A remote wetland near Itasca State Park, already undercut by three crude oil pipelines, is one of several fragile, isolated habitats along the proposed path of the 610-mile Sandpiper crude oil pipeline across northern Minnesota.
ITASCA TOWNSHIP, Minn. -- The boggy ground jiggled underfoot as Paul Stolen walked along La Salle Creek, a tiny wetland stream whose banks are staked with orange plastic posts that say, “Warning, Petroleum Pipeline.”
“There’s water flowing beneath the ground,” said the retired Minnesota Department of Natural Resources biologist.
And crude oil too.
This remote wetland near Itasca State Park, already undercut by three crude oil pipelines, is one of several fragile, isolated habitats along the proposed path of the 610-mile Sandpiper crude oil pipeline across northern Minnesota.
The $2.6 billion project would help fix a problem in North Dakota’s booming oil fields. The bounty of almost a million barrels of crude per day far surpasses the capacity of pipelines to refineries in the Midwest and beyond.
The Sandpiper pipeline would be one of the largest across Minnesota, delivering an additional 375,000 barrels daily to Superior, Wis.
But the ecological risk of adding another major pipeline in places like La Salle Creek is raising alarm among state environmental officials. For the first time, the Minnesota Pollution Control Agency (MPCA) is questioning whether more pipelines should be built through the state’s lakes region.
In a new analysis of the proposed Sandpiper route, the agency said the line would cross 28 rivers, lakes and wetlands that can’t be reached from nearby roads. At La Salle Creek, for example, it would be “extremely difficult if not impossible” to bring in cleanup equipment if an oil spill occurs, the agency said.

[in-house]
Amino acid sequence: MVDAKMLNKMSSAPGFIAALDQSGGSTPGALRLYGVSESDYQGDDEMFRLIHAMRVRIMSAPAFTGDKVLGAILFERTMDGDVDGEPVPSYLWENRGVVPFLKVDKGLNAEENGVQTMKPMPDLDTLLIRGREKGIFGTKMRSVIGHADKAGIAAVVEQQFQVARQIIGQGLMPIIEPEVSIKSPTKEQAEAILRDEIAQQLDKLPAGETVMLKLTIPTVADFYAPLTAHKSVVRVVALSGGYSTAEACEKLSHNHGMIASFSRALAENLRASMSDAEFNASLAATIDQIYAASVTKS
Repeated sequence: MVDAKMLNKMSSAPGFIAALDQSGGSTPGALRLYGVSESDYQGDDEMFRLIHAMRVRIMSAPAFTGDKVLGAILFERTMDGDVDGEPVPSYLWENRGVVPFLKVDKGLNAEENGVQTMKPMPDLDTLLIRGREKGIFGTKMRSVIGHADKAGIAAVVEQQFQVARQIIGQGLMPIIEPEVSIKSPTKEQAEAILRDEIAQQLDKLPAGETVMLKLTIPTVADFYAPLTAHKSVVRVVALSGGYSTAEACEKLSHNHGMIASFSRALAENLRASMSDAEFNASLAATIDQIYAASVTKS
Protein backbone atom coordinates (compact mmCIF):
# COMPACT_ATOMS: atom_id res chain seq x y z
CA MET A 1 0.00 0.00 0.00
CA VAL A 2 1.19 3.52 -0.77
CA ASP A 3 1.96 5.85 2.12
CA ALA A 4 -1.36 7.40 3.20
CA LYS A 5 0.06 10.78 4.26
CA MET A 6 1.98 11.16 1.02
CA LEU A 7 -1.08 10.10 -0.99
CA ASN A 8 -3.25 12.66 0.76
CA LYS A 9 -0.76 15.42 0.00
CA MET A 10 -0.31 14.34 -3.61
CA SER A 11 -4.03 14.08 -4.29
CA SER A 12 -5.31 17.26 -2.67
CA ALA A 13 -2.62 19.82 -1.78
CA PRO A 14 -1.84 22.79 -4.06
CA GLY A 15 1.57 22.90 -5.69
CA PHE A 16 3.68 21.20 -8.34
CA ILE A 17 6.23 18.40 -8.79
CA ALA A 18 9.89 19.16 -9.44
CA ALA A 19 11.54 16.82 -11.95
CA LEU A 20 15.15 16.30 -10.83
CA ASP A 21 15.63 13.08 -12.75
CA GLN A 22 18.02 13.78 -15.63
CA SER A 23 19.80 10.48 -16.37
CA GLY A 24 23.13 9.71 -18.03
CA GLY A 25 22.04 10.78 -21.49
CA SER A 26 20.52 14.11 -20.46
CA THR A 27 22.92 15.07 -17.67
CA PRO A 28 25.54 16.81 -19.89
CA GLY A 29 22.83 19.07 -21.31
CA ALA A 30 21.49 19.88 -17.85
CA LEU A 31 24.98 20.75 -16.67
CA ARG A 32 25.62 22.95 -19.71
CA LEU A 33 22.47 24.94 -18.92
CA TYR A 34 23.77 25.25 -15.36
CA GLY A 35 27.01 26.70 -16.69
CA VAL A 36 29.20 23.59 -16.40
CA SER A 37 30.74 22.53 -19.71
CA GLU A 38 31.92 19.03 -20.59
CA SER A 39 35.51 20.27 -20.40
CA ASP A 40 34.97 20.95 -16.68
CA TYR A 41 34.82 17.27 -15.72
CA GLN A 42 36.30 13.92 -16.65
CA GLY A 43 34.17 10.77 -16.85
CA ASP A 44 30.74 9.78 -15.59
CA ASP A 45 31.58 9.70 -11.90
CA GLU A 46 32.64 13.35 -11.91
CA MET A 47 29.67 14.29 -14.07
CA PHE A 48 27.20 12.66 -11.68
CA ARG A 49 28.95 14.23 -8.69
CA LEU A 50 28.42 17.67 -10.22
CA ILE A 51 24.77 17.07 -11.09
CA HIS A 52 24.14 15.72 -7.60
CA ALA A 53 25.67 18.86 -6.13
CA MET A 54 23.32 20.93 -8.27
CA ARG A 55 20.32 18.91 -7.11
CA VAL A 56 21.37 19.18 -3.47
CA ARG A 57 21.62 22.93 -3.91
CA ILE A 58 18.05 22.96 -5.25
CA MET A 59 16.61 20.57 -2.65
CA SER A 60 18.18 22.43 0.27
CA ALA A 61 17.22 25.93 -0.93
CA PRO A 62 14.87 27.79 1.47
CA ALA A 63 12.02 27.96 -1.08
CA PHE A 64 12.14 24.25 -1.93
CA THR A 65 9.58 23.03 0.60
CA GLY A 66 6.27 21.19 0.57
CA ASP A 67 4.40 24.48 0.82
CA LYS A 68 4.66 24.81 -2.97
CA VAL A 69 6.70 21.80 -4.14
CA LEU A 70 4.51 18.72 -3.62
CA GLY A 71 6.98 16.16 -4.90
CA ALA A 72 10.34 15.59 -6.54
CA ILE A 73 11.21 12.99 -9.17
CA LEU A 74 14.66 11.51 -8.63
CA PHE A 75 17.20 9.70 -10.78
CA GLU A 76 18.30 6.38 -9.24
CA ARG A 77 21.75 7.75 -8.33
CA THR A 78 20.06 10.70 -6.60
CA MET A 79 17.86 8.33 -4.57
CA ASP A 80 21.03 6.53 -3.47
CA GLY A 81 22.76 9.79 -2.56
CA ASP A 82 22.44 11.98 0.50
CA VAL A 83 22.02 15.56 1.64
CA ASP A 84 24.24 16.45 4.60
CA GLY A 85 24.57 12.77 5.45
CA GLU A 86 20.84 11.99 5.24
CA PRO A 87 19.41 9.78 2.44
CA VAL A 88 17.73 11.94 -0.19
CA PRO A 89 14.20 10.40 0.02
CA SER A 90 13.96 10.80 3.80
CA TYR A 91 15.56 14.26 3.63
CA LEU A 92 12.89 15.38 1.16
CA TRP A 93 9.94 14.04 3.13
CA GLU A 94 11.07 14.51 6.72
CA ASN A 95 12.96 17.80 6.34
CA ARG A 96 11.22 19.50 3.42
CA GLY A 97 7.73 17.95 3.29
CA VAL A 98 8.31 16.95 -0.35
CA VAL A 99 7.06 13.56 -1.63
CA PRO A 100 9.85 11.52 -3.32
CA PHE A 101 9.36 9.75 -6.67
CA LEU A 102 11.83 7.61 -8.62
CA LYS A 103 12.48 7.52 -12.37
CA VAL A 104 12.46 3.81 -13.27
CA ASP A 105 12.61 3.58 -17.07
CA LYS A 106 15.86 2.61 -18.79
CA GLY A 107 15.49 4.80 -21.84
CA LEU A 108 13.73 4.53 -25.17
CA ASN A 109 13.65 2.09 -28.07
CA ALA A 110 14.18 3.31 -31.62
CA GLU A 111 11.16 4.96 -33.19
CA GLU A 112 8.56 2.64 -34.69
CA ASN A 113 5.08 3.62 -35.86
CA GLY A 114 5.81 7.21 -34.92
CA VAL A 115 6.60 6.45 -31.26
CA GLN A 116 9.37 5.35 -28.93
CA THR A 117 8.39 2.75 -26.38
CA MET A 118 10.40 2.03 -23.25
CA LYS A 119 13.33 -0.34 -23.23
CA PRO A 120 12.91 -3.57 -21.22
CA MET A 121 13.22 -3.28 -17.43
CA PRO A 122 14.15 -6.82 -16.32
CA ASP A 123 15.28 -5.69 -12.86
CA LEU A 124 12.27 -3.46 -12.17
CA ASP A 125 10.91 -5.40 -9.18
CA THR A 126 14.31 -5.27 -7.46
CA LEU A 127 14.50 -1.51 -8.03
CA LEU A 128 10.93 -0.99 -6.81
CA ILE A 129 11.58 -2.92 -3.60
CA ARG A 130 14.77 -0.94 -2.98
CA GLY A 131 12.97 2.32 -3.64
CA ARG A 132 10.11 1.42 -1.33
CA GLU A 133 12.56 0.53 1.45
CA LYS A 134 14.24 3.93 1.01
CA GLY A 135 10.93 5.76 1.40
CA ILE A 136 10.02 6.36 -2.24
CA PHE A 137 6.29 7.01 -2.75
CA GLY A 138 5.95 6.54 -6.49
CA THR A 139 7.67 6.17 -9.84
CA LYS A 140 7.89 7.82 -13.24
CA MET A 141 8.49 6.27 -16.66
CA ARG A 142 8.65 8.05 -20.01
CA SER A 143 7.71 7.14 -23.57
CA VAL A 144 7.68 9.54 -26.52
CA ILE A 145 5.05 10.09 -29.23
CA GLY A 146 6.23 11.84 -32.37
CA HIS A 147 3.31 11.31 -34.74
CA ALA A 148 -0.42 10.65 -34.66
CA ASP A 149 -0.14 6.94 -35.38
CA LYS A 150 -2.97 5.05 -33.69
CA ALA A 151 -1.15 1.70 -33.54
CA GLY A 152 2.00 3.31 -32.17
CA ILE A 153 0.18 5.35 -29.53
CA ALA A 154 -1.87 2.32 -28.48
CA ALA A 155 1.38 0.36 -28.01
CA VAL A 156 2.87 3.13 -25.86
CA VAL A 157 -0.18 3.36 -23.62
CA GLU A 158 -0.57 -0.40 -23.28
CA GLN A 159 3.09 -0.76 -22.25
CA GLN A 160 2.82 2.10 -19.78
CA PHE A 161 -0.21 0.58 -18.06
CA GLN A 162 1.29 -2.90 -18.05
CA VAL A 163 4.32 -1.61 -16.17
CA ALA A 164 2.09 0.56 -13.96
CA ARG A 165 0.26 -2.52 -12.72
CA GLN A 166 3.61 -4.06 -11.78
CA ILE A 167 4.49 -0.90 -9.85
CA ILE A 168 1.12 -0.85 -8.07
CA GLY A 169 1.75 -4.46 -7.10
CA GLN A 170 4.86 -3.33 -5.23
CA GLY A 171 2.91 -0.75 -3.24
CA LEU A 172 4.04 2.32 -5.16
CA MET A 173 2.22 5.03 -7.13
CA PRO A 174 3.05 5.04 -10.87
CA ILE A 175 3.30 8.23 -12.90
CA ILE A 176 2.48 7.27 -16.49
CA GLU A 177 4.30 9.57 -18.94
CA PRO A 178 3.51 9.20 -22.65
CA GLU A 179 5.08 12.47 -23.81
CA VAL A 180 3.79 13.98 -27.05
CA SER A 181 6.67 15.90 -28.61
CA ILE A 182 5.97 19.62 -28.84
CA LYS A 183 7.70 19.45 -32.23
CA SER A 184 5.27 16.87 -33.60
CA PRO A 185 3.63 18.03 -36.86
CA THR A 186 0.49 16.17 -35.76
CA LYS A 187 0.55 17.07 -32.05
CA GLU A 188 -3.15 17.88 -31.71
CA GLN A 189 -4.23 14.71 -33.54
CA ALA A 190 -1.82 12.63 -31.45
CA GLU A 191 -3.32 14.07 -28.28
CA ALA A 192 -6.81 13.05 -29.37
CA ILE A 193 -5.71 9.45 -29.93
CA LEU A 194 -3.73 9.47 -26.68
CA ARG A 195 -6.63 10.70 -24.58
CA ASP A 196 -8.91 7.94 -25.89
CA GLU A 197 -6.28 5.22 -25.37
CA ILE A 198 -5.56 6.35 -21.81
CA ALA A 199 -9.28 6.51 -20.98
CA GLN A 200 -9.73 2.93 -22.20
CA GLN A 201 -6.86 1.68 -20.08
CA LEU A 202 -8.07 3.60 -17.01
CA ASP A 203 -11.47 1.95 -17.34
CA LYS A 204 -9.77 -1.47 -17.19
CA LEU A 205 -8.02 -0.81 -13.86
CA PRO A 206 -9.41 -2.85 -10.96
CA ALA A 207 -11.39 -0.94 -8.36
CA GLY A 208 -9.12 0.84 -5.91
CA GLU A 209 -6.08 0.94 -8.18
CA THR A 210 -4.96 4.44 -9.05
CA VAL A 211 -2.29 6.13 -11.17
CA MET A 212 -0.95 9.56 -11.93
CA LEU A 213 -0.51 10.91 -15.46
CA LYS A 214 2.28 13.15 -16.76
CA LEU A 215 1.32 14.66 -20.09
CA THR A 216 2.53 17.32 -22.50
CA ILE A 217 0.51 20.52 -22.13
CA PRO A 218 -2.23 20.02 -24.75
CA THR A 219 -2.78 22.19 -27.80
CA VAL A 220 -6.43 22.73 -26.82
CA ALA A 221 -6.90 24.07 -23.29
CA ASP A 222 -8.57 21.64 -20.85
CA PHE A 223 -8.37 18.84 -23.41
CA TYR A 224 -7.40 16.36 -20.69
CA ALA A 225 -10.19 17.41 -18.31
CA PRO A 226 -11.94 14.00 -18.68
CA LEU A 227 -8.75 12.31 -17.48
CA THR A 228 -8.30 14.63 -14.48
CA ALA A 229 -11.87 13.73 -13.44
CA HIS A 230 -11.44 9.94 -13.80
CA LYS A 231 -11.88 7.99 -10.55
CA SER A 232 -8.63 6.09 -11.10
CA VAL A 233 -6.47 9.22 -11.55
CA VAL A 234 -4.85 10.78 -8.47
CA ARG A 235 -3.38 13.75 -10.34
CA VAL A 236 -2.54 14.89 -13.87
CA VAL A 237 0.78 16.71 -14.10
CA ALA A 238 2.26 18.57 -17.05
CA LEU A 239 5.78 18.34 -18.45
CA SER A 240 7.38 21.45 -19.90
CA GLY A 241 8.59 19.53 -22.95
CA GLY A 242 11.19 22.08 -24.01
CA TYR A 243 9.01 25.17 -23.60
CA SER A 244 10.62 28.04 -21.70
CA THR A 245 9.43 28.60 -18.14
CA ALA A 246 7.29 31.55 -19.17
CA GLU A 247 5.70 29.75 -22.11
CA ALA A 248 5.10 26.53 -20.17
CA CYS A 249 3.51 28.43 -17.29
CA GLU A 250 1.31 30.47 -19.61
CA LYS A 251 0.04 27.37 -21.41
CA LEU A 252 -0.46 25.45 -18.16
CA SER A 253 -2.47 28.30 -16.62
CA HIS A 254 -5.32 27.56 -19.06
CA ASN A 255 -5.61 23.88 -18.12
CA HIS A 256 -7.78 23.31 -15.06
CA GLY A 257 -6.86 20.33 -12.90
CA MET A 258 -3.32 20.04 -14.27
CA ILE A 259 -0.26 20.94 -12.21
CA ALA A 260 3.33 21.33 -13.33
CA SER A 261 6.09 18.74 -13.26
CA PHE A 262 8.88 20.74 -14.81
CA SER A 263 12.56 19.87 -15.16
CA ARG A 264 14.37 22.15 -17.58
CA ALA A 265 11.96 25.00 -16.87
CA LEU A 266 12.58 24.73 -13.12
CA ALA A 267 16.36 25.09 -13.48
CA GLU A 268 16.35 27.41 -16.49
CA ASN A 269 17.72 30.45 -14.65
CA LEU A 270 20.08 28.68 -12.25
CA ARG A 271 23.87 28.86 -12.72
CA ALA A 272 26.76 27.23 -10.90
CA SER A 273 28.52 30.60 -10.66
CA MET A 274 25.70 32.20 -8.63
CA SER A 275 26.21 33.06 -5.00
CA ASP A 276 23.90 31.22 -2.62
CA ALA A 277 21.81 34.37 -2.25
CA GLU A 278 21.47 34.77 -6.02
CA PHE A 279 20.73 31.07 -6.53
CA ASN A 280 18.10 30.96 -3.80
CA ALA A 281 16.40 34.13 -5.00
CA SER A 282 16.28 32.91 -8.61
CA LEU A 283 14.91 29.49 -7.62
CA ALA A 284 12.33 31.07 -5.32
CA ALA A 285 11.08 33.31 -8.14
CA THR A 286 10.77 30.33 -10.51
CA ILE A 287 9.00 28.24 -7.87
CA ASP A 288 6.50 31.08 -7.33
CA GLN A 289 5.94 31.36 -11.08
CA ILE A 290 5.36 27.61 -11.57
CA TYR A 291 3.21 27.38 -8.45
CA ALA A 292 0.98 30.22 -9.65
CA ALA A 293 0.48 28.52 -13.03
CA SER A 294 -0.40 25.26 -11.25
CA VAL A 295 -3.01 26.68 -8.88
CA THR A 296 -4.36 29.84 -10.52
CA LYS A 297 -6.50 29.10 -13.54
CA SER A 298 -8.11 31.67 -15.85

“The environmental damage that would occur as a result of a leak in this location could be massive,” agency officials said in a letter to state regulators reviewing the Sandpiper project.
Enbridge Energy, the Calgary-based company developing the pipeline, has tried to identify sensitive areas and pick the “least impactful” route, said Mark Curwin, senior director of strategic coordination for U.S. projects.
“In northern Minnesota, it is hard to avoid wetlands and water bodies when you traverse east to west,” he said.
Nine pipelines already carry North Dakota and Canadian crude oil through northern Minnesota. The oldest lines were built in the 1950s and 1960s before many environmental regulations were in place.
As the pipeline network grew, pipeline builders added lines to some of the same rights of way.
When spills happen in roadless places, workers first must construct a temporary road, delaying the cleanup and restoration. The MPCA warned state regulators that “past routes have crossed too many water bodies in inaccessible areas.” Even the section of the Sandpiper route that would follow a new right of way is causing concern.
At Twin Lakes near Menahga, Minn., the state analysis found, the pipeline would cross a wetland complex 1.3 miles from the nearest road. If the pipeline ruptured there, barges or boats might be needed to contain a spill, the MPCA said.
The agency urged the state Public Utilities Commission to consider pipeline routes outside of the lakes region.
Enbridge officials had hoped to start building the Sandpiper pipeline next winter.
The company also has announced plans to build another crude oil pipeline to carry Canadian oil across Minnesota, possibly adjacent to the Sandpiper line.